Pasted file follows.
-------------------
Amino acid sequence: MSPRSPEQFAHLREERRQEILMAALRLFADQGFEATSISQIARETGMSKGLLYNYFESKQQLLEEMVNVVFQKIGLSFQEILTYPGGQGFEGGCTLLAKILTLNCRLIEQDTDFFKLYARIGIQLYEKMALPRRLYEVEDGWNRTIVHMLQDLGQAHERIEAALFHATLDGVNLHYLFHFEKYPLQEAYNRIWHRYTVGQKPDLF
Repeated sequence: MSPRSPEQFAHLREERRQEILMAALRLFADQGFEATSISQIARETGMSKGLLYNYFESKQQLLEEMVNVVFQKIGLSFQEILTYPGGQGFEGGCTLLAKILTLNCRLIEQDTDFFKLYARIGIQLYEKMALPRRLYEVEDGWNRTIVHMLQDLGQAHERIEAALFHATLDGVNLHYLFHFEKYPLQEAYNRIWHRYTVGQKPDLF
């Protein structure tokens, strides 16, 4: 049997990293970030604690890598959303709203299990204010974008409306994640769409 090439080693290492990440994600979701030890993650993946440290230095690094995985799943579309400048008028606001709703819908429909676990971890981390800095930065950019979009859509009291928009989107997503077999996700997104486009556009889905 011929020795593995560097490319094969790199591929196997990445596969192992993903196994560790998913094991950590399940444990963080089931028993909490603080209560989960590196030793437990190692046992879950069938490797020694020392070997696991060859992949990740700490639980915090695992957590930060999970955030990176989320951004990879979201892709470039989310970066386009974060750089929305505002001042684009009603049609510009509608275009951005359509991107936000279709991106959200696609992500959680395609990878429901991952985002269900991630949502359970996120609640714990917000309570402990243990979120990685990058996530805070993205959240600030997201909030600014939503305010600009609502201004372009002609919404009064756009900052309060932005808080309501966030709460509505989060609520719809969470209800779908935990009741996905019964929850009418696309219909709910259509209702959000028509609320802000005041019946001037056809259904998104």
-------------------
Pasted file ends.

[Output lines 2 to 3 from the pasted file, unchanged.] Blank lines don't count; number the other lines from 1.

Repeated sequence: MSPRSPEQFAHLREERRQEILMAALRLFADQGFEATSISQIARETGMSKGLLYNYFESKQQLLEEMVNVVFQKIGLSFQEILTYPGGQGFEGGCTLLAKILTLNCRLIEQDTDFFKLYARIGIQLYEKMALPRRLYEVEDGWNRTIVHMLQDLGQAHERIEAALFHATLDGVNLHYLFHFEKYPLQEAYNRIWHRYTVGQKPDLF
């Protein structure tokens, strides 16, 4: 049997990293970030604690890598959303709203299990204010974008409306994640769409 090439080693290492990440994600979701030890993650993946440290230095690094995985799943579309400048008028606001709703819908429909676990971890981390800095930065950019979009859509009291928009989107997503077999996700997104486009556009889905 011929020795593995560097490319094969790199591929196997990445596969192992993903196994560790998913094991950590399940444990963080089931028993909490603080209560989960590196030793437990190692046992879950069938490797020694020392070997696991060859992949990740700490639980915090695992957590930060999970955030990176989320951004990879979201892709470039989310970066386009974060750089929305505002001042684009009603049609510009509608275009951005359509991107936000279709991106959200696609992500959680395609990878429901991952985002269900991630949502359970996120609640714990917000309570402990243990979120990685990058996530805070993205959240600030997201909030600014939503305010600009609502201004372009002609919404009064756009900052309060932005808080309501966030709460509505989060609520719809969470209800779908935990009741996905019964929850009418696309219909709910259509209702959000028509609320802000005041019946001037056809259904998104």